HCC is an aggressive tumor with many staging system available for prognosis evaluation. The tumor, metastasis, and node staging has been used in surgical eligible HCC with convincible success [1]. However, many patients with HCC have not been surgical candidates, either due to advanced tumor extension or poor liver function reserve, therefore many other staging systems were developed, such as the Okuda system [2], the Cancer of the Liver Italian Program [3], the Barcelona clinic liver cancer (BCLC) [4] system, and the albumin-bilirubin grade [5]. While these systems differs in details, their performances are similar, as the Second Consensus Conference by the American Hepatico-Pancreatico-Biliary Association and American Joint Committee on Cancer in 2010 concluded that no single staging system is applicable to all patients with HCC [6]. On the other hand, parameters in these tools are exclusively baseline factors such as liver function reserve or initial tumor extent. In the past two decades, many non-surgical therapies have been developed and long-term survival or tumor free status can be sometimes achieved even without surgery [711]. During the treatment course, modifiable prognostic factors, if any, should be invaluable in guiding a proper treatment protocol, yet the relevant data is quite limited.

In this study, we aim to search for the modifiable prognostic factors of HCC in patients with initial non-surgical treatment.

Material and Methods

Patient selection

This is a single center, retrospective cohort study running from January 2002 to December 2012. Patients had newly diagnosed HCC, underwent non-surgical treatment modality in our hospital whose survival > 2 years were enrolled. The diagnosis of HCC adhered to current international guidelines [12, 13]; either by typical findings of dynamic computer tomography or magnetic resonance image, or biopsy. The exclusion criteria were: (1) prior HCC treatment, (2) subsequent liver resection or transplantation during follow-up, (3) best supportive care only, (4) less than five-year follow-up. The detailed patient stratification were illustrated at the supplement material (S1 Fig).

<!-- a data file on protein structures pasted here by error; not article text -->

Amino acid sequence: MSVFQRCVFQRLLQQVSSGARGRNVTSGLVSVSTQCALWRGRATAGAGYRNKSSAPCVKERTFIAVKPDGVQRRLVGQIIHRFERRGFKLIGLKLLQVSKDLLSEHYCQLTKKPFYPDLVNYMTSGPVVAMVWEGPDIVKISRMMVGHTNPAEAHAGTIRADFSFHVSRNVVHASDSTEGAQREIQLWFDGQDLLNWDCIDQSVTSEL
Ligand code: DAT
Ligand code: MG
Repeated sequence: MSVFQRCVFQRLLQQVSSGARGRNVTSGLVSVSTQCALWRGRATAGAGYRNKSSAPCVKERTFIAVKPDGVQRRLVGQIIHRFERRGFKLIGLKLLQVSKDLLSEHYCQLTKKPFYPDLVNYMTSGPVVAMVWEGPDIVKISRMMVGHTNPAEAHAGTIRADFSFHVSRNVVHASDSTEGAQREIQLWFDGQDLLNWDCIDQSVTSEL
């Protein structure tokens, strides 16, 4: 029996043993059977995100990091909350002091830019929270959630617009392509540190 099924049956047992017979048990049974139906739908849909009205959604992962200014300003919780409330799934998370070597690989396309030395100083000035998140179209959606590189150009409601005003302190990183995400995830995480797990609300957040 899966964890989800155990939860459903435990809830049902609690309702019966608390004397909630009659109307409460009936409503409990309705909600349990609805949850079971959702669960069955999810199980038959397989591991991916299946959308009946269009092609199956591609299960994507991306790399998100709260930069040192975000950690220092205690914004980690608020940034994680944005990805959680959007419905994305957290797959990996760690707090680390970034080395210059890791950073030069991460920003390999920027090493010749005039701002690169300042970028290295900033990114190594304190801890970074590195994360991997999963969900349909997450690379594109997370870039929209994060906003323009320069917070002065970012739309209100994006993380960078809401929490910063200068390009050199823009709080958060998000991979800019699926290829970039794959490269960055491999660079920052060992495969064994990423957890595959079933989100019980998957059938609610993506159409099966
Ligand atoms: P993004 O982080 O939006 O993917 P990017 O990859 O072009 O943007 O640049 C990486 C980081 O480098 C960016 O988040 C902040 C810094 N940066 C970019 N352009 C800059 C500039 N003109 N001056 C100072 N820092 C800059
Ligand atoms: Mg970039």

In all the patients, age, sex, status of viral hepatitis, Child-Pugh score, aspartate aminotransferase (AST), alanine aminotransferase (ALT), platelet count, albumin, bilirubin, alpha feto-protein (AFP), the Barcelona clinical liver cancer (BCLC) stage, status and treatment of viral hepatitis, and serial treatment modality were well-documented in the data base for further analysis.

Definition and terminology

In this study, the treatment modality of HCC was a number of interventions aiming to achieve at least locoregional control or curative means, including radiofrequency ablation (RFA), percutaneous ethanol injection (PEI), transarterial embolization (TAE) with or without chemotherapy agent [14], radiation therapy (RT) or chemotherapy (CT). Sorafenib was not included due to its being approved in 2012 in Taiwan.

Initial treatment refers to the first treatment modality to the patient, based on BCLC stage, liver function reserve, preference of the patient, and clinical judgments. If more than one kind of treatment modality was performed within the same month, we used the following priority for classification: (1) RFA, (2) PEI, (3) TAE, and then (4) RT or CT. When multiple procedures were employed concurrently, we generally recognized the procedure with highest priority as the main treatment modality. For example, when one received both RFA and TAE as first treatment, RFA would be recognized as the initial treatment at record and subsequent analysis. However, in patients underwent PEI and TAE concurrently, they were classified as receiving PEI if it was done with curative intention; otherwise they were referred to TAE group when PEI only served as adjuvant management, as shown by image and chart review.

After the first treatment, a dynamic computer tomography or magnetic resonance image was performed one month later to evaluate treatment response. For this, we used the standardized terminology of the Interventional Working Group on Image-Guided Tumor Ablation to define technical effectiveness, in which complete treatment was defined in the absence of persistent enhancing tumor in the previous target foci or any other part; whereas incomplete treatment referred to any residual, irregularly enhanced tumors [15]. When complete treatment was documented, we performed liver ultrasonography and serum AFP measurement with/without a dynamic computer tomography/magnetic resonance image every three months.